Northern Arapaho tribe sues for religious freedom; allowed to kill two bald eagles

Wyoming tribe gets OK to kill 2 bald eagles for ceremonies.

In a rare and potentially landmark decision, a Wyoming Indian tribe has received federal approval to kill two bald eagles for religious ceremonies, the Associated Press reports.

The Northern Arapaho Tribe had sued the government last year, arguing its members’ religious freedom was being violated by the U.S. Fish and Wildlife Service’s refusal to issue a “take” permit.

Federal law prohibits killing a bald eagle, the national bird. Eagle feathers and body parts are kept in a federal repository for tribal religious ceremonies.

The agency issued the permit Friday, allowing the tribe to kill two bald eagles off the Wind River Indian Reservation. The tribe shares the land with the Eastern Shoshone Tribe, which opposed killing the birds on the reservation.

Tip: @krelnik (Tim Farley) on Twitter

Credit: Wilfredo Lee, AP

This is a troubling situation that has no “right” answer. The comments on this story say a lot. On one hand, people argue that it is on their land and the bird is no longer endangered. On the other hand, people argue killing for religion (as opposed to food or other requirement) is not justifiable. Plus, why should the law be bent for this tribe?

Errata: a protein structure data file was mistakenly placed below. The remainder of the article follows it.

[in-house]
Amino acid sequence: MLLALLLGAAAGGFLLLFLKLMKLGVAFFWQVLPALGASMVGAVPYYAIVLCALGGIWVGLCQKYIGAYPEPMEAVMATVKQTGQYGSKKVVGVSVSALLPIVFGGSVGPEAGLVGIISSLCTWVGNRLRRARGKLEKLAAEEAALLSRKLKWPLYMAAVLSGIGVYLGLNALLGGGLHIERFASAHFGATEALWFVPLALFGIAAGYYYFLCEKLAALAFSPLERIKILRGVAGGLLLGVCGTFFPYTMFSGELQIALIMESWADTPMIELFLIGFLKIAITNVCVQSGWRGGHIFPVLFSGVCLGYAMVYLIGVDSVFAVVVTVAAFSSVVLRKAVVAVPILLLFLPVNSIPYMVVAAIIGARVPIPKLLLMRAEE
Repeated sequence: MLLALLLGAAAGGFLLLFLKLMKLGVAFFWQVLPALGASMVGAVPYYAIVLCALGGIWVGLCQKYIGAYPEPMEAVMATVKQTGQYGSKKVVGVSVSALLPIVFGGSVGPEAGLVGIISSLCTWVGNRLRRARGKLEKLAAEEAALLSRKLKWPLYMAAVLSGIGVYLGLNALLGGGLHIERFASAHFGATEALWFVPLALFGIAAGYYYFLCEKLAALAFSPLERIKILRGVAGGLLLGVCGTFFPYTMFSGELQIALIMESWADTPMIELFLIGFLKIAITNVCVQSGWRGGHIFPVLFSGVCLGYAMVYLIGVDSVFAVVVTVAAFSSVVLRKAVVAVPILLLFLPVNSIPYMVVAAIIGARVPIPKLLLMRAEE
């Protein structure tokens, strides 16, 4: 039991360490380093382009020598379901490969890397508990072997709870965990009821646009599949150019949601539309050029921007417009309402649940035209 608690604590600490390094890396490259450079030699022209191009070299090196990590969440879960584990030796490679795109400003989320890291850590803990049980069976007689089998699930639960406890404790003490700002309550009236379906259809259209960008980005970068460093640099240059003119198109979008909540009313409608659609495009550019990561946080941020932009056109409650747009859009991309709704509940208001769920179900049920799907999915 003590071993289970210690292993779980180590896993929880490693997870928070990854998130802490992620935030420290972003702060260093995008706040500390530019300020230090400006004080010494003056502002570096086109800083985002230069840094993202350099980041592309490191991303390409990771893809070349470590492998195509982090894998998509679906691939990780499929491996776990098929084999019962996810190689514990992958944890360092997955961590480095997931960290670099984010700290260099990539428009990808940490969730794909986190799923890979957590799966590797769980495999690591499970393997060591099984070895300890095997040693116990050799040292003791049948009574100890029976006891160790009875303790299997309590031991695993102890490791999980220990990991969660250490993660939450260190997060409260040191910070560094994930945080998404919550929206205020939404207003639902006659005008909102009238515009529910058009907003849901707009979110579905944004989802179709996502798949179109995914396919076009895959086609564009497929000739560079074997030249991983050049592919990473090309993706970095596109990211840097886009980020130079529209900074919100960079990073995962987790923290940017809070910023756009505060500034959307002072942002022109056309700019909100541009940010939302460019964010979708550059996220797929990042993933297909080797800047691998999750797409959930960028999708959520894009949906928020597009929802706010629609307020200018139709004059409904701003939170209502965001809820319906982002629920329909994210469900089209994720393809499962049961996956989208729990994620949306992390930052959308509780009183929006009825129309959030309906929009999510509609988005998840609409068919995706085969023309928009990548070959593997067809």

It is difficult for those of us who do not subscribe to spiritual beliefs associated with animals to approve of such a move. We simply can not comprehend it. But, the U.S. government has given the OK. It can be argued that laws should not be broken in the name of religion, but are they under the law on reservation land? Complicated.

When does the importance of religious and personal freedoms trump that of the rights of others (or of animals). Well, isn’t that something Americans fight about EVERY SINGLE DAY?

  2 comments for “Northern Arapaho tribe sues for religious freedom; allowed to kill two bald eagles

  1. March 14, 2012 at 9:52 PM

    There’s not much in those comments other than a large amount of racism, and maybe a little overzealous animal rightsism. But mostly racism.

  2. michael
    March 14, 2012 at 11:35 PM

    in the last couple years the bald eagle has made an appearance near my home. i see them not infrequently. i would hate to see less of them.

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